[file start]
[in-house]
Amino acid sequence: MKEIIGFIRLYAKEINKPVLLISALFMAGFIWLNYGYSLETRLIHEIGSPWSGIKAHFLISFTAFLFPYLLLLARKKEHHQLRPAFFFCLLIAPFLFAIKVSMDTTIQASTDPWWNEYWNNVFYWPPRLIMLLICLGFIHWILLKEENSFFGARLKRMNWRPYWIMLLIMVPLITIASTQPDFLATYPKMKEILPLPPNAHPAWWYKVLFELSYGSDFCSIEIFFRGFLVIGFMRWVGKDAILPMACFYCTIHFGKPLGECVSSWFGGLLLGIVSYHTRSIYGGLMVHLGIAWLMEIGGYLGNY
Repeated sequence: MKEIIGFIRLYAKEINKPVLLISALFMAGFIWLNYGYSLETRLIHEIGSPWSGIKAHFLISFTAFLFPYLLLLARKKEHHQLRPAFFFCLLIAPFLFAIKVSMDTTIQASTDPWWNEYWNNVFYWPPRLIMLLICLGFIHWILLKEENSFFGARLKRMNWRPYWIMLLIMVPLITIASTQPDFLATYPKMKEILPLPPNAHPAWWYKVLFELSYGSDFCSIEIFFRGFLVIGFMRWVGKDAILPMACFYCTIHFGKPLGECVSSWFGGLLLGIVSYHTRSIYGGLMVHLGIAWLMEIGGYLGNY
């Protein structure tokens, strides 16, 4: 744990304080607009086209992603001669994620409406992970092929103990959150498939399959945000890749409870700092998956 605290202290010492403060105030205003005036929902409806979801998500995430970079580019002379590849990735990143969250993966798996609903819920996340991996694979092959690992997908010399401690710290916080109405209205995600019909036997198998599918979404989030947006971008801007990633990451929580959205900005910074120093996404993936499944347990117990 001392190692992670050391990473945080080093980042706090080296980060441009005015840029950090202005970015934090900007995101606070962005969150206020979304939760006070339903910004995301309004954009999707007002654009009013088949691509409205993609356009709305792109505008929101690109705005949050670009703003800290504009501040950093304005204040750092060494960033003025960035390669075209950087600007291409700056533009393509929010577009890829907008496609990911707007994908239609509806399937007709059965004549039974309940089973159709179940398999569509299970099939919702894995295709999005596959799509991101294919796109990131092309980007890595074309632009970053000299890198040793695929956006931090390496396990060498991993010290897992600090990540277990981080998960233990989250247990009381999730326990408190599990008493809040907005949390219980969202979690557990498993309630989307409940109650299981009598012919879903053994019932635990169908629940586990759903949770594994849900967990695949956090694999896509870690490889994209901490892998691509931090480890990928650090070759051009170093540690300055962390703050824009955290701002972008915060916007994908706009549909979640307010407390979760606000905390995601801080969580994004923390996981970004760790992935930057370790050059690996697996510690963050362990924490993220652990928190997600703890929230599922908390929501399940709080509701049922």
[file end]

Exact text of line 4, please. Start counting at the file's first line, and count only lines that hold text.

């Protein structure tokens, strides 16, 4: 744990304080607009086209992603001669994620409406992970092929103990959150498939399959945000890749409870700092998956 605290202290010492403060105030205003005036929902409806979801998500995430970079580019002379590849990735990143969250993966798996609903819920996340991996694979092959690992997908010399401690710290916080109405209205995600019909036997198998599918979404989030947006971008801007990633990451929580959205900005910074120093996404993936499944347990117990 001392190692992670050391990473945080080093980042706090080296980060441009005015840029950090202005970015934090900007995101606070962005969150206020979304939760006070339903910004995301309004954009999707007002654009009013088949691509409205993609356009709305792109505008929101690109705005949050670009703003800290504009501040950093304005204040750092060494960033003025960035390669075209950087600007291409700056533009393509929010577009890829907008496609990911707007994908239609509806399937007709059965004549039974309940089973159709179940398999569509299970099939919702894995295709999005596959799509991101294919796109990131092309980007890595074309632009970053000299890198040793695929956006931090390496396990060498991993010290897992600090990540277990981080998960233990989250247990009381999730326990408190599990008493809040907005949390219980969202979690557990498993309630989307409940109650299981009598012919879903053994019932635990169908629940586990759903949770594994849900967990695949956090694999896509870690490889994209901490892998691509931090480890990928650090070759051009170093540690300055962390703050824009955290701002972008915060916007994908706009549909979640307010407390979760606000905390995601801080969580994004923390996981970004760790992935930057370790050059690996697996510690963050362990924490993220652990928190997600703890929230599922908390929501399940709080509701049922």